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Josh Owens

Josh Owens

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Josh majored in International Relations at the University of Edinburgh and is currently the Content Director at Oilprice.com. Josh has over 6 years of writing…

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Republicans Unveil Stimulus 2.0

Stimulus

With $600 weekly unemployment benefits expiring in the U.S. Monday, and with cities embracing for a spate of evictions, the Republicans have now finalized their next stimulus package and the White House says it will include another $1,200 check for qualifying Americans, small business tax breaks, reemployment benefits and an extension of the eviction moratorium, among other things. 

Senate Republicans are unveiling the law, dubbed ‘CARES Act 2’, today, and then bipartisan negotiations will ensue. The deadline for signing a new stimulus bill into law is August 7th. If it goes past that it will be waylaid by a month-long recess, which Democrats are not likely to risk at this point. 

One of the hottest points of debate is the extension of the $600 weekly unemployment benefits that expire this week. Republicans are keen on replacing that with incentives for companies to rehire workers, arguing that many are not returning to work because they are being paid to stay home and that will result in slower economic growth. 

Democrats have been pushing for an extension, arguing that the economy is still too weak and that the benefits are still necessary. 

On Sunday, House Speaker Nancy Pelosi referred to Republican “disarray” over the package, but stopped short of commenting on the Republican plan for unemployment benefits.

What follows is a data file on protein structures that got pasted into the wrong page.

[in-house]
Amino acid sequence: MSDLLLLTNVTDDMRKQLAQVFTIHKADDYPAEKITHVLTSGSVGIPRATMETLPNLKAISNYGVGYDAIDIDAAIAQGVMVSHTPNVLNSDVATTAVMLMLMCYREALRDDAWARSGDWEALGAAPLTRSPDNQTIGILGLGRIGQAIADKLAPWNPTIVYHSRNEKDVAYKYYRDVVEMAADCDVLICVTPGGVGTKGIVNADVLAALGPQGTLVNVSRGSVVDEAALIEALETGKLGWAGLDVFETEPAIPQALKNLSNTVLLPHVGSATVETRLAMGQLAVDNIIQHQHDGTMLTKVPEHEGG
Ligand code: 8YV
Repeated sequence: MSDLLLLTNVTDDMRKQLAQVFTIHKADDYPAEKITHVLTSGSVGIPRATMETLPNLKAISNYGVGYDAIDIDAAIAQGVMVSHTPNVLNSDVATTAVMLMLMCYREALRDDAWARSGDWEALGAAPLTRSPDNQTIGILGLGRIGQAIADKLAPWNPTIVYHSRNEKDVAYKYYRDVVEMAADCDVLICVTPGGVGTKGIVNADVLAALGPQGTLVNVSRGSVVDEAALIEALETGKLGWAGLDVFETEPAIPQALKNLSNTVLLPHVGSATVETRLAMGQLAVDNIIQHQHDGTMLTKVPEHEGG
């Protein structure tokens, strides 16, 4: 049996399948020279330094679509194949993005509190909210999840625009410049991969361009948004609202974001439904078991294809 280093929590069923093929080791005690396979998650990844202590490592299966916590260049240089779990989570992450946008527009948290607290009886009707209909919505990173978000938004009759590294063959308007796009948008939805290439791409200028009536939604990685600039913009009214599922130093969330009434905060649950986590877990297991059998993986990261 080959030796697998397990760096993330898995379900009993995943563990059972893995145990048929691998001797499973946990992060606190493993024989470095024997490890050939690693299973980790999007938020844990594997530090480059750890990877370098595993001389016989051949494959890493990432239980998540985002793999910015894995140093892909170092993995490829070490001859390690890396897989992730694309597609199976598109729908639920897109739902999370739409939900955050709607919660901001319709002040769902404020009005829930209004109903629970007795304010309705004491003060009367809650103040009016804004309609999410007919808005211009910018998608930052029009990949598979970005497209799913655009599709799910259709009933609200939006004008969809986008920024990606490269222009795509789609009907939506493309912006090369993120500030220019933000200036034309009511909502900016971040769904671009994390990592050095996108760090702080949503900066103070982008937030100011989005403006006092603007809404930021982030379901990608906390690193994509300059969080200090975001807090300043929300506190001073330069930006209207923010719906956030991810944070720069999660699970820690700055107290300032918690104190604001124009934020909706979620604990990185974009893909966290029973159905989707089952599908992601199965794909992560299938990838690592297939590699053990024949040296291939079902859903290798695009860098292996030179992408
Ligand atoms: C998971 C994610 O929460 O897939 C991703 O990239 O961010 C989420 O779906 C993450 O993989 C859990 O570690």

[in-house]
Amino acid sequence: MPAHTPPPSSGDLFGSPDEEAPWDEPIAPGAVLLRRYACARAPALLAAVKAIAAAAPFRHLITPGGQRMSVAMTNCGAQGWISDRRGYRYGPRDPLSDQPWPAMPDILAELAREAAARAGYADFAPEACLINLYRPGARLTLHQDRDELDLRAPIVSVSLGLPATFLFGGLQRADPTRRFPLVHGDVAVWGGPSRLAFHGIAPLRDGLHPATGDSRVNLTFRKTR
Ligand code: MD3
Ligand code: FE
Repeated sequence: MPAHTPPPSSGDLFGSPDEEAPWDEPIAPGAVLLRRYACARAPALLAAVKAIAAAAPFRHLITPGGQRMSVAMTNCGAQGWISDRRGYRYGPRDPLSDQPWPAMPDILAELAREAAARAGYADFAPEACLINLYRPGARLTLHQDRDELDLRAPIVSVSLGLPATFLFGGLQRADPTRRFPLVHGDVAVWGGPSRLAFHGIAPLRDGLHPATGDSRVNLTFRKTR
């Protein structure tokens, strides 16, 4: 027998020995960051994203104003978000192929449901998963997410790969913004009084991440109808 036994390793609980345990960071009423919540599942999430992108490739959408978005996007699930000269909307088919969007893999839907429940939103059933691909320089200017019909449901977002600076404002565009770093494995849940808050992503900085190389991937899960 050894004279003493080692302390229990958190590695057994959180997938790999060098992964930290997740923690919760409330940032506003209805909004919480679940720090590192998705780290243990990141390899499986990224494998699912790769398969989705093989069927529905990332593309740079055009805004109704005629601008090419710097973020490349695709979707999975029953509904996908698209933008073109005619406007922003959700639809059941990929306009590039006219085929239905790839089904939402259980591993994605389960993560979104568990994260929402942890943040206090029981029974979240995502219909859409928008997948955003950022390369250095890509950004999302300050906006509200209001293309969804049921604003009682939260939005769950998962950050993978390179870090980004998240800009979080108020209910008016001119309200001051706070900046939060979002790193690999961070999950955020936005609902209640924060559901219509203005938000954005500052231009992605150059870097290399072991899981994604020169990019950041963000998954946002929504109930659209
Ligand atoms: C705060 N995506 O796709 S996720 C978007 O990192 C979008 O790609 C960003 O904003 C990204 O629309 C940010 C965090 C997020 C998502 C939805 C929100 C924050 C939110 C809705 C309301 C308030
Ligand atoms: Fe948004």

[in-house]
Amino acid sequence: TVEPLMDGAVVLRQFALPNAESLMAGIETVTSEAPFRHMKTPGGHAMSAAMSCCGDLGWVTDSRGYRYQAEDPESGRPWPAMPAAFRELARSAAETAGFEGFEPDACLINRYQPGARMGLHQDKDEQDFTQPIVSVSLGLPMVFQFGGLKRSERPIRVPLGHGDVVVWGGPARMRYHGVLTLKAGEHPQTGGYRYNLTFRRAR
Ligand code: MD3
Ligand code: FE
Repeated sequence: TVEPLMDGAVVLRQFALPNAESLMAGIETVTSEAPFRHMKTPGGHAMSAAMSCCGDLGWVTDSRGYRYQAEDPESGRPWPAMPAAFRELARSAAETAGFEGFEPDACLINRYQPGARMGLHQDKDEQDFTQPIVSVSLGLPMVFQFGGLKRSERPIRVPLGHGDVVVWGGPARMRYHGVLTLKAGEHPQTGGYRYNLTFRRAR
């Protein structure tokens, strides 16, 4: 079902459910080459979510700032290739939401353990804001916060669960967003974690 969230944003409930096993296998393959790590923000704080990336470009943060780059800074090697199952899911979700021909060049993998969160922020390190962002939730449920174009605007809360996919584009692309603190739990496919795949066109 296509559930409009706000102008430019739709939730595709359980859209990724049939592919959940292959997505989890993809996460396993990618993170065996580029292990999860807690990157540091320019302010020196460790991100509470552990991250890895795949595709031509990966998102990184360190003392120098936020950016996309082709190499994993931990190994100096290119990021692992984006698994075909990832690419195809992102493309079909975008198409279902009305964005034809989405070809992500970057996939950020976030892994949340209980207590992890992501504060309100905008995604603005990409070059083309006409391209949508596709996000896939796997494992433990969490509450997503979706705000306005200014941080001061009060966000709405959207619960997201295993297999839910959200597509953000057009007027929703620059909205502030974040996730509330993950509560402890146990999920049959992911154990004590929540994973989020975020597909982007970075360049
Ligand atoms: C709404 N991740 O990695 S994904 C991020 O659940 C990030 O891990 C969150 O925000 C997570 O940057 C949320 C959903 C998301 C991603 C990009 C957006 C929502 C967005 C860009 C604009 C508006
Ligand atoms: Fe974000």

The Democrats’ ‘Heroes Act’ sought to install a $600/week unemployment benefit until January 2021, but the Republicans look likely to propose a flat unemployment benefit of $100-$200 per week through the end of the year, according to Forbes

The Republicans are keen on what they call “return to work” bonuses, with White House economic advisor Larry Kudlow on Sunday referring to “retention bonuses” and “tax credits” for small businesses and restaurants, though we have no details on what those would look like yet. But the main idea is to redirect money from unemployed workers to businesses rehiring those workers. 

Amid all the talk of the next round of stimulus and another issuance of $1,200 checks for Americans, Elon Musk is chiming in with his criticism of the process, alleging that the next stimulus package will be hijacked by special interests

Musk made $2 billion last week, so many Americans will naturally feel he is not walking in their shoes, but his point isn’t that the government shouldn’t hand out money; rather, it should hand out money differently.   

Nonetheless, he has 37 million followers who tend to heed what he says, regardless. 

After reminding his 37 million followers that he is a proponent of a universal basic income, Musk said that another government stimulus package would not be in the best interests of Americans. Instead, Musk says all stimulus money should be handed directly to the consumer because the “goal of government should be to maximize the happiness of the people. Giving each person money allows them to decide what meets their needs, rather than the blunt tool of legislation, which creates self-serving special interests.”

In other words, this is America and consumers should be dictating things. 

By Josh Owens for Safehaven.com 

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